“Anyone wanting to be president has got to be a little crazy because it’s an absolutely impossible job,” Sanders said. “But given the severity of the problems facing this country, it is absolutely imperative that we talk about the reality of what’s happening to working families.”
Sanders said he has differences with Democrats, but is working to help the party retain its majority in the Senate this year.
Sanders also did not rule out running as an independent, although he pledged he would not play the spoiler in the 2016 election if the election were close. Many Democrats still fume at consumer activist Ralph Nader, whose 3 percent support in the 2000 election may have helped George W. Bush defeat Al Gore.
“I will not play a role of electing a right-winger,” Sanders said. “If, if, if you run as an independent, if the campaign is not going well, there comes a point where you can say ‘Well, you know what, I’m not going to elect a right-wing Republican.’ ”
Many Democrats are hoping to consolidate support for Clinton without a protracted primary. But other names have been floated, including Vice President Joe Biden, Governor Martin O’Malley of Maryland, former Montana governor Brian Schweitzer, and Governor Andrew M. Cuomo of New York.
Republicans are hardly worried about a Sanders wave.
“The fact of Bernie Sanders entering the race is not a big to-do in and of itself, but I think it shows people are not ready to get behind a Hillary Clinton or a Joe Biden,” said Ryan Mahoney, a spokesman for the Republican National Committee.
Sanders does have some following among a niche of voters who could be influential in a Democratic primary. In an online survey of more than 100,000 MoveOn.org members taken earlier this year, Sanders was the third-most popular choice among named candidates, with 6 percent support, following Clinton, with 32 percent, and Warren, with 15 percent. (The most popular response was “it’s too early,” with 39 percent.)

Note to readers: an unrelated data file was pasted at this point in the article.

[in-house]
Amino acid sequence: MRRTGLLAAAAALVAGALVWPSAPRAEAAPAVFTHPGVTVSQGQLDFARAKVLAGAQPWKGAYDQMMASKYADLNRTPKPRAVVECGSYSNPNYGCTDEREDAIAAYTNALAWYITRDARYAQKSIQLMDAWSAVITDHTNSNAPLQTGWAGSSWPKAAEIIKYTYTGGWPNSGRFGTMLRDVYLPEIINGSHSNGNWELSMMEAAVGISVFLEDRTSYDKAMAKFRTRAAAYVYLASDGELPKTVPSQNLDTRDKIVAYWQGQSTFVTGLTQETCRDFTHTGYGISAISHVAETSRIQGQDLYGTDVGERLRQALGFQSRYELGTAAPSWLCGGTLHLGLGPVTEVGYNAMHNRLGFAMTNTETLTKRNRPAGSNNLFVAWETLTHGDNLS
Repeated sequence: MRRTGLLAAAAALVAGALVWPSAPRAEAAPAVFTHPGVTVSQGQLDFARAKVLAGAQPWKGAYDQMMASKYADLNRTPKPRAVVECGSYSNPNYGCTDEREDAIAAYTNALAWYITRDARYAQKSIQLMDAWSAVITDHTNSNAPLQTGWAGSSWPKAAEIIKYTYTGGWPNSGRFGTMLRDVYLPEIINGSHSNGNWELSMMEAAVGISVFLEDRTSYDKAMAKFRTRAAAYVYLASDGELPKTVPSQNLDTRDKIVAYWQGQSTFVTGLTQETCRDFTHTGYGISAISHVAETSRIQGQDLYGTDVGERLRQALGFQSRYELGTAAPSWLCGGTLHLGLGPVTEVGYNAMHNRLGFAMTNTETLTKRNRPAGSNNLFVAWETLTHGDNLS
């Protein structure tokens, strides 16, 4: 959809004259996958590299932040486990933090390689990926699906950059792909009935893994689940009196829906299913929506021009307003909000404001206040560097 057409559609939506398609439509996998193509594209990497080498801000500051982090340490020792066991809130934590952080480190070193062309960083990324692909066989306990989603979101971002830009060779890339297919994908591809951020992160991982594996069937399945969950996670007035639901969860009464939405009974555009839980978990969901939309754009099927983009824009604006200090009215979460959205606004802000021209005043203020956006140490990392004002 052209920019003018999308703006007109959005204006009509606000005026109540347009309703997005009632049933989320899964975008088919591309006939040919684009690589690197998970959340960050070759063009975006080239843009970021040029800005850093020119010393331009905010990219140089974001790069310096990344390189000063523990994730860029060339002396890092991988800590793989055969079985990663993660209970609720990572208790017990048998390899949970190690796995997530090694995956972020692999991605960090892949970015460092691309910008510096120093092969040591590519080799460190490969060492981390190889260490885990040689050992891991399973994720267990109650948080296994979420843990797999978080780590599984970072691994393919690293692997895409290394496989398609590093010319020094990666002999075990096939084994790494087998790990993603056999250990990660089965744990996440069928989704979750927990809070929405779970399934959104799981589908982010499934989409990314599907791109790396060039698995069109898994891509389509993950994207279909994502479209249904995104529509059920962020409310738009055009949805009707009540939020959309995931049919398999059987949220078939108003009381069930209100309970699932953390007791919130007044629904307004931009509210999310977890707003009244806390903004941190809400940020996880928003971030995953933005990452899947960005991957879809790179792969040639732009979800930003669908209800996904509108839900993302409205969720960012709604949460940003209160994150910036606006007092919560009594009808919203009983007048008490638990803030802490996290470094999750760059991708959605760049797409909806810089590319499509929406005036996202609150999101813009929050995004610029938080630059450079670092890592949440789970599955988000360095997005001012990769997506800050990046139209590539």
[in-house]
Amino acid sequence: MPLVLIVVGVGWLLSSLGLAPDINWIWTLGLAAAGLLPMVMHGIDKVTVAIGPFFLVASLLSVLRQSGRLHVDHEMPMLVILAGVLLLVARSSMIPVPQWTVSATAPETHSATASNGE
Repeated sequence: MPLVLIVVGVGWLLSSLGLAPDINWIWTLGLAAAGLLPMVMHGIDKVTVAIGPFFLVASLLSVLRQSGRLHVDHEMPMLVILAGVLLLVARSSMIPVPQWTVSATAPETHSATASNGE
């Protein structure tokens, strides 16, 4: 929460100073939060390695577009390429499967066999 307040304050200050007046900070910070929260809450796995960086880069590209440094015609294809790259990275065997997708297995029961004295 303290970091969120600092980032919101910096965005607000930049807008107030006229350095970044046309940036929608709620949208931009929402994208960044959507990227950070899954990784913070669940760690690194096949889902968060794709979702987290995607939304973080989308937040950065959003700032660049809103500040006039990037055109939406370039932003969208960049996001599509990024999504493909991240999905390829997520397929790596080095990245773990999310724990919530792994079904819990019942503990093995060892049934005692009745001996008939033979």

Many activists say the liberal wing of the party remains open to Clinton, but not committed.
“The Clinton era saw the rise of the corporate Democrat. You saw a lot of people in big business, all the sudden, getting in on the Democratic side,” said Jim Dean, chairman of Democracy for America, the political action committee founded by his brother, Howard Dean, another former politician from Vermont who ran for president.
Many in Clinton’s large network of supporters say that she has long championed middle class concerns and that a raucous primary could squander a key Democratic advantage over Republicans, who continue to fight over their party’s direction.
“This is Politics 101,” said Representative Tim Ryan, an Ohio Democrat who endorsed Clinton in November. “To have the open territory to get your message out, preparing for the fall, would obviously be a big benefit.”
Regardless of whether Sanders seeks attention on a larger stage, he is unlikely to change his style. When asked during an interview whether he planned to get a fashion makeover, Sanders looked and sounded befuddled, noting that he was wearing one of his best suits, dark pinstripes, even as he slumped in his chair.
Then his tone rose a bit pridefully as he pointed out that he had been named worst-dressed senator by Washingtonian Magazine.
“I think more than one year in a row,” an aide interrupted.
It was at least three times.
“Right away, we’re clear,” Sanders said. “If the American people want the best-dressed president in history, I’m probably not the guy, not the guy.”